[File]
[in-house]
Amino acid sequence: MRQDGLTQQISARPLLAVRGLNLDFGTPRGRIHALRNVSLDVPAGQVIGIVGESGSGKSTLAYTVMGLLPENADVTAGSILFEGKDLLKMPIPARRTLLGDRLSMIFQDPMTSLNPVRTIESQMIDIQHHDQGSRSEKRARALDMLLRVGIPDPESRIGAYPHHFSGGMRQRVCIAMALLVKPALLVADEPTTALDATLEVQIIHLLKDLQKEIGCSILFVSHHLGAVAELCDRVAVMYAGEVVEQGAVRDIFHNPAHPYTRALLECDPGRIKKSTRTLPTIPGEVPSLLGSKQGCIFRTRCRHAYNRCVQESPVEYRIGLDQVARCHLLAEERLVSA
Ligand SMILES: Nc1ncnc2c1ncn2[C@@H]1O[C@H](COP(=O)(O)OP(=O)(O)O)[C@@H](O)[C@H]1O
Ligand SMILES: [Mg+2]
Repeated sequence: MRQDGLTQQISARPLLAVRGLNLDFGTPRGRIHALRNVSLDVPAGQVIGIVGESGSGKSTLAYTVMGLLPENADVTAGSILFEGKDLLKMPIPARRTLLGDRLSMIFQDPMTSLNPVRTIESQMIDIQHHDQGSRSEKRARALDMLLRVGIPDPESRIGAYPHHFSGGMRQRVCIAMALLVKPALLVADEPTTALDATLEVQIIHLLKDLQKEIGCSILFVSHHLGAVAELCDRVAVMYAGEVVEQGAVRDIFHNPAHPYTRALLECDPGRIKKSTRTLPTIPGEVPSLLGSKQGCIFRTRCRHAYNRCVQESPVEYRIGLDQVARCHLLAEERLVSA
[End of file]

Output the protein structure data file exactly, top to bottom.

[in-house]
Amino acid sequence: MRQDGLTQQISARPLLAVRGLNLDFGTPRGRIHALRNVSLDVPAGQVIGIVGESGSGKSTLAYTVMGLLPENADVTAGSILFEGKDLLKMPIPARRTLLGDRLSMIFQDPMTSLNPVRTIESQMIDIQHHDQGSRSEKRARALDMLLRVGIPDPESRIGAYPHHFSGGMRQRVCIAMALLVKPALLVADEPTTALDATLEVQIIHLLKDLQKEIGCSILFVSHHLGAVAELCDRVAVMYAGEVVEQGAVRDIFHNPAHPYTRALLECDPGRIKKSTRTLPTIPGEVPSLLGSKQGCIFRTRCRHAYNRCVQESPVEYRIGLDQVARCHLLAEERLVSA
Ligand SMILES: Nc1ncnc2c1ncn2[C@@H]1O[C@H](COP(=O)(O)OP(=O)(O)O)[C@@H](O)[C@H]1O
Ligand SMILES: [Mg+2]
Repeated sequence: MRQDGLTQQISARPLLAVRGLNLDFGTPRGRIHALRNVSLDVPAGQVIGIVGESGSGKSTLAYTVMGLLPENADVTAGSILFEGKDLLKMPIPARRTLLGDRLSMIFQDPMTSLNPVRTIESQMIDIQHHDQGSRSEKRARALDMLLRVGIPDPESRIGAYPHHFSGGMRQRVCIAMALLVKPALLVADEPTTALDATLEVQIIHLLKDLQKEIGCSILFVSHHLGAVAELCDRVAVMYAGEVVEQGAVRDIFHNPAHPYTRALLECDPGRIKKSTRTLPTIPGEVPSLLGSKQGCIFRTRCRHAYNRCVQESPVEYRIGLDQVARCHLLAEERLVSA